after dinner with Ernesto, a (new) friend from Uruguay/Amsterdam, and having had some conversations about economics, politics and bussiness, I ended up a bit ashamed of how ‘unpolitical’ my project in Japan became. and not because it’s not political in some manner (thank god for the always present micro-politics thing…) but because I had to admit today -in conversation and in later reflection- that a lot of my comfort and small successes here seems connected to the whole axis of inter-racial desire, fantasies and expectations… and I feel like my piece here is dealing only with a small portion of that, maybe in a very naïve manner. and maybe that is ok (today I feel much better about things), maybe it’s also my ‘manner’. I think my way of working, of relating to new people, of presenting myself, is always a bit naïve.

I have the impression sometimes that a lot of the welcoming I receive here is due to my foreigner condition, and maybe also to being white and male. and maybe that’s not so terrible. or at least it’s not my fault nor my responsibility (is it?). yesterday I was feeling that I’ve been avoiding the subject, and that my work could have been much more of a reflection about those issues: desire, race, fantasies. I feel like I escaped into working around certain exchanges and using transliterations and translations as strategies for creation. and again, yesterday I was feeling that this is a bit superficial or too simple… but today I also thought that is appropriate for this process, for the ammount of time we have to spend in rehearsal, for this being my first experience in Japan, for the fact that I also need to take care of myself and withdraw a little bit when I feel that things can get too sordid… and, also, that there is a certain depth in my creative process, even if it’s not in the coreography. and I am actually very happy about it, and I think the negotiations on the level of language, of managing energy and leading a big group are already a very rich experience. I am dealing with a group of 13 people, in a very restricted process, so I have a lot to enjoy, learn from and be proud of…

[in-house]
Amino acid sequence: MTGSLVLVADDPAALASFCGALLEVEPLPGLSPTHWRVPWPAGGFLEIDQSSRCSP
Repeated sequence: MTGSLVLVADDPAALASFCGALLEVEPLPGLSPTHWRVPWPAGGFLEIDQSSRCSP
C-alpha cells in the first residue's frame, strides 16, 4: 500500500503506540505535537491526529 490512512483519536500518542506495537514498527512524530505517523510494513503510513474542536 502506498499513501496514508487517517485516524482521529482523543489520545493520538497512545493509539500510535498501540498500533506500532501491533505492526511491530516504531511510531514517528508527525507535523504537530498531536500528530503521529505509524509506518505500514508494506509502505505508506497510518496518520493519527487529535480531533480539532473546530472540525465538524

in any case, I have to accept that sometimes this trip can also get dark. yesterday I was feeling quite depressed. today I had a good day. but still, I do realise that there is a lot more to the Japanese sense of sexuality and sensuality that would be very interesting to keep looking at, or work on. no double meanings intended (well, maybe now…). I have the feeling that the many layers around those issues have a strange dynamics of exposition and hiding. I have the impression that they are very sexist. they seem quite represive on some issues, and seem to have a conservative discourse on gender. homosexuality seems like a huge taboo. at the same time, I see a brutal ammount of softcore/hardcore sex exploitation. and on top of that (please allow me to keep writing, even if it’s very speculative, unclear and rushed), a big culture of exhibitionism and voyeurism, maybe as an escape for marginalized people… but also as a commodity. there are also a lot of fetishisms publicly exposed in publicity, in fashion, in magazines and books, and in people’s urban attitudes.